Graves' disease is an autoimmune disease in which the thyroidgland becomes overactive, producing very large amounts of thyroid hormones, andcausing serious hormonal imbalance in the body. One of the primary roles of thethyroid gland, a small butterfly shaped gland found in the neck, is to regulate the rate of metabolism and thus affectthe growth and rate of function of many other systems in the body. Graves' diseaseis the most common cause of hyperthyroidism in children and adolescents. Itusually occurs during the early adolescence, causing metabolic imbalances andresulting in various neuropsychological and physical signs and symptoms.
Causes of Graves' disease
Graves' disease has a powerful genetic component, and itusually affects the female population. It is estimated that somewhere around 2% ofall women worldwide suffer from Graves' disease. It is somewhere between 5 and10 times as common in females as in males. Scientists are yet unsure whatactually causes the disease. In Graves' disease, the immune system attacks thethyroid gland, by an antibody called the thyrotropin receptor antibody. Thisantibody stimulates the thyroid gland to produce excessive amounts of thyroidhormone. Hormonal disbalance causes serious metabolic problems and affects the mood,weight, and mental and physical energy levels.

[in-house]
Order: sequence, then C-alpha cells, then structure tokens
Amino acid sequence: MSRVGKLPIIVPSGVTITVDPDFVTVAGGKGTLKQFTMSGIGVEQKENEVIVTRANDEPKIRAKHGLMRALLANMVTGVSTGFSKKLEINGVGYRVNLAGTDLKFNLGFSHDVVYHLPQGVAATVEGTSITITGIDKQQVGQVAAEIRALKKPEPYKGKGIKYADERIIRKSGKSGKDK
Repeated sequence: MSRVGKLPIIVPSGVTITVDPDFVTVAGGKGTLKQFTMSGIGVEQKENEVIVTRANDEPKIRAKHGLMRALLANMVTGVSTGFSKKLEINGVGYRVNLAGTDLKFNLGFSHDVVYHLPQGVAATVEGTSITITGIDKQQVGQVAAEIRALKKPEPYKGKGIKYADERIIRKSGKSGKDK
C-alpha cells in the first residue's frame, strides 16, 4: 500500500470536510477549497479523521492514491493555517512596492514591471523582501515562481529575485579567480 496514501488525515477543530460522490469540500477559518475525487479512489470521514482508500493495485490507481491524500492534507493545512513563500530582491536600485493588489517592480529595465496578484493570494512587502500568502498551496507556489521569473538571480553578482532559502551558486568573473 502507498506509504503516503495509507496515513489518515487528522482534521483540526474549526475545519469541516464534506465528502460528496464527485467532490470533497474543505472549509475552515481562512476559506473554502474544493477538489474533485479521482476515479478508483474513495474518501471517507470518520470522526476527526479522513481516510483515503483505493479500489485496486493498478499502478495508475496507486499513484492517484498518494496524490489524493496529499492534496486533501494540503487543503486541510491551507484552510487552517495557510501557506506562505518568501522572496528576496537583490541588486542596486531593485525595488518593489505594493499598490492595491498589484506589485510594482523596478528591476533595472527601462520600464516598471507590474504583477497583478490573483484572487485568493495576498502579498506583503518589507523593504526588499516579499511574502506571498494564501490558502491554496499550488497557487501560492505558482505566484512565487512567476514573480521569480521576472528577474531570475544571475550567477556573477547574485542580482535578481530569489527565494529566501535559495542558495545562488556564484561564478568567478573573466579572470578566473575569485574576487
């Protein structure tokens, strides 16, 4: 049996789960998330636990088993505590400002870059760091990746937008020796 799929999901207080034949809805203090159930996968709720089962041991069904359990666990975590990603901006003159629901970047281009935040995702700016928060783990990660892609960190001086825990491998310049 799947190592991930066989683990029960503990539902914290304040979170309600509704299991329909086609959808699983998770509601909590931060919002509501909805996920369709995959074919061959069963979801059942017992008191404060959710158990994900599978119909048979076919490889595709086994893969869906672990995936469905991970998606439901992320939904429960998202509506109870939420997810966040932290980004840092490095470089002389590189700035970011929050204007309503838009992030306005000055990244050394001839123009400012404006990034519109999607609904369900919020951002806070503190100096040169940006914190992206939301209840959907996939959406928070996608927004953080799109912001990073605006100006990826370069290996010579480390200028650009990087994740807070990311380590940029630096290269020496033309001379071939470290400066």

Symptoms of Graves' disease
Graves' disease is the most common cause of hyperthyroidism,characterized by overproduction of thyroid hormone. This disease has manydifferent signs and symptoms, which are usually severe and involve every systemin the body. In most cases, the patients are extremely anxious andirritable. They feel constant fatigue and yet they have difficulty sleeping.Patient feels a fine tremor in the hands and fingers, hypersensitivity to heat,irregular heartbeat and an increase in perspiration. Many patients lose theirweight, despite normal food intake. Women will also face different changes inmenstrual cycles. The most prominent symptom is the enlarged thyroid, alsoknown as goitre, Graves' ophthalmopathy, or protrusion of the eyes, is anothercommon symptom in which the eyeballs bulge out past their protective orbit. This happenswhen the tissues and muscles behind the eyes swell and cause the eyeballs tomove forward.
Treatment for Graves' disease
There is no known cure for Graves’ disease. The treatment isaimed to alleviate the symptoms of the disease and decrease the production ofthyroxine. The antithyroid drugs are used to reduce the production of the thyroidhormone. Partial or complete destruction of the thyroid gland is another successfulmethod of treatment, completed by ingestion of radioactive iodine. Anotheroption is a partial or complete surgical removal of the gland, a process knownas thyroidectomy.